mercoledì 3 luglio 2013

The history of Ponte Vecchio

written by Ilaria Gelichi

Ponte Vecchio is one of the most famous bridges in the world and a symbol of the city of Florence. It crosses the river Arno in its narrowest part, where anciently there was a ford. During the Roman age and early Middle Ages many bridges were built and destroyed by floods, especially by the famous flood of 1333, one of the most violent. The bridge was then rebuilt with 3 arches in 1345, probably by Taddeo Gaddi or Neri di Fioravante.

As was once common Ponte Vecchio still has shops built on it, but in the past there were no jewellers. In 1442 the authorities of the city stated that all butchers should move their shops on the bridge. The purpose of this regulation was keeping the city’s streets clean and remove the butchers from the city centre, keeping them away from palaces and homes. They in fact used to throw discards and offal in the river Arno and the street they used to reach it were dirty and stinky; in this way they could throw them directly into the river without soiling the city.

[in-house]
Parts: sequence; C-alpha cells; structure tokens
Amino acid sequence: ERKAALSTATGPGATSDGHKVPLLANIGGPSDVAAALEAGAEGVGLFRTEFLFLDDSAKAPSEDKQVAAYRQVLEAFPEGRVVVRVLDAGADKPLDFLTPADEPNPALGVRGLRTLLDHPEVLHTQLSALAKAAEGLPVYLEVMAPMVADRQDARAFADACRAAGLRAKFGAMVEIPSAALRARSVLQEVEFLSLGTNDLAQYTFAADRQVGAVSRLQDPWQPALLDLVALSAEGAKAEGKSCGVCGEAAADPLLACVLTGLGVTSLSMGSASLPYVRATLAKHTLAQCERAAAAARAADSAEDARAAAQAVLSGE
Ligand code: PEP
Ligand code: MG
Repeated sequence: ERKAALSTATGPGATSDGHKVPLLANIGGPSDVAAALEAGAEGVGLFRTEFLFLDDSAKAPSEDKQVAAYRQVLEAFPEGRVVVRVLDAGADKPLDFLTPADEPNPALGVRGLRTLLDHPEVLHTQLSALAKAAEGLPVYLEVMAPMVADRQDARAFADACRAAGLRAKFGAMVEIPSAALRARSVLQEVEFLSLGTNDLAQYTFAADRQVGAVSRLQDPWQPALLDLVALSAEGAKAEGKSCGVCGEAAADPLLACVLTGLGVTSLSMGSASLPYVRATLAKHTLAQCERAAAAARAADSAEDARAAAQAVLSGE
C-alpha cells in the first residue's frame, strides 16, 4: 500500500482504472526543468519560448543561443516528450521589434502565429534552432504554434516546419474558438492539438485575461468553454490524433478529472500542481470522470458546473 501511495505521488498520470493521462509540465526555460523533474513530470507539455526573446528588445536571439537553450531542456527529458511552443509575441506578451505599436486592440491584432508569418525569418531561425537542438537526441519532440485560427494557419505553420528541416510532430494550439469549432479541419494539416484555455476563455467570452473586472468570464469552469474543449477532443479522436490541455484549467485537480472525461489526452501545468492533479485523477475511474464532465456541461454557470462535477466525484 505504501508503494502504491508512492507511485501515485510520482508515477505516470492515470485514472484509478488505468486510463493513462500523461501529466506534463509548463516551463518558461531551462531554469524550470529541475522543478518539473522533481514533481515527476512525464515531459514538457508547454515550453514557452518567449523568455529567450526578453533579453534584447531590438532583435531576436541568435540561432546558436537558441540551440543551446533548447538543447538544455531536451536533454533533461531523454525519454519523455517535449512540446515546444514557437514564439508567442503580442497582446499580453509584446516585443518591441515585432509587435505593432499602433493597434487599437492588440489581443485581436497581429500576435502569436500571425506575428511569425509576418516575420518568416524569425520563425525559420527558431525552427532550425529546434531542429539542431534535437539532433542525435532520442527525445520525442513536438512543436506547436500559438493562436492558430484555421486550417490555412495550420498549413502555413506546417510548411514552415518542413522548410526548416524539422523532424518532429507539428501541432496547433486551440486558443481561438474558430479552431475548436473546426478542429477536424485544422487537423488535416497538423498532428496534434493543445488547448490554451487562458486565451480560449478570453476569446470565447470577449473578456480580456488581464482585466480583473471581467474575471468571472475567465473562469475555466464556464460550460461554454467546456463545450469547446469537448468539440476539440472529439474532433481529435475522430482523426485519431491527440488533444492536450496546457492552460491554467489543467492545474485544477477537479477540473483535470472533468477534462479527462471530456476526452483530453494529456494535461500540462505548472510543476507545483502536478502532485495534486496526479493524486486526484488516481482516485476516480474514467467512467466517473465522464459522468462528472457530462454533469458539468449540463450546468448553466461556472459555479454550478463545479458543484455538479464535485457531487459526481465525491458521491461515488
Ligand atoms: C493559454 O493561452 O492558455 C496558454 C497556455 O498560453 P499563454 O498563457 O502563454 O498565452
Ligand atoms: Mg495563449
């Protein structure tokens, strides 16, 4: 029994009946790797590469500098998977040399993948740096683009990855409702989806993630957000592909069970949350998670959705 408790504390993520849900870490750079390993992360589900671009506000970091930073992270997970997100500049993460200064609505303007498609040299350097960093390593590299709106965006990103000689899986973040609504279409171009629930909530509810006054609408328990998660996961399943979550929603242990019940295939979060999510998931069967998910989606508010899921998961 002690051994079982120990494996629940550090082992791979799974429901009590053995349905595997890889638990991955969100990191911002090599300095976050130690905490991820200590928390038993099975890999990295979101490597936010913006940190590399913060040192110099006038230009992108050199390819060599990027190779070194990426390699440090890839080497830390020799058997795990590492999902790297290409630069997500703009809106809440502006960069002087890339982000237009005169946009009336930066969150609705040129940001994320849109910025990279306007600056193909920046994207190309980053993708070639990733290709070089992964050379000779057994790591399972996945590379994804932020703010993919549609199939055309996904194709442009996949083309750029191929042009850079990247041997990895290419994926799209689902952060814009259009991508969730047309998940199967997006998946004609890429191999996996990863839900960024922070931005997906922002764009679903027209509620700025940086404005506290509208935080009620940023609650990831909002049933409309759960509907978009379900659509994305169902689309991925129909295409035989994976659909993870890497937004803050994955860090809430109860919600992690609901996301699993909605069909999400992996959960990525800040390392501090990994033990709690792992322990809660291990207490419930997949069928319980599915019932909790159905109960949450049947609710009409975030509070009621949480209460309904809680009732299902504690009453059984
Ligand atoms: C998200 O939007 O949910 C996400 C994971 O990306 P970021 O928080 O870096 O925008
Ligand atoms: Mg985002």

In 1565 the architect Giorgio Vasari built the famous “corridoio vasariano” (Vasari’s corridor) to link Palazzo Vecchio, the political and administrative centre, to Palazzo Pitti, the Medici’s private palace. This corridor is almost 1 kilometre long (0,62 miles) and passes over the shops of Ponte Vecchio. For this reason, in 1593 Ferdinando I of the Medici family stated that all butchers should stop selling there and move from the bridge – he did not like this smelly activity under his corridor. He then replaced the butchers with gold merchants and jewellers, as we can still see nowadays.

Ponte Vecchio is the only bridge in Florence which was not destroyed by Germans during their retreat at the end of World War II. According to some sources, this happened because of an express order by Hitler (who had visited Florence and the bridge before the war) and with the help of Gerhard Wolf, the German representative in Florence. For this reason and for other merits he obtained the honorary citizenship of the city of Florence; a plate with his name was also put on the bridge.

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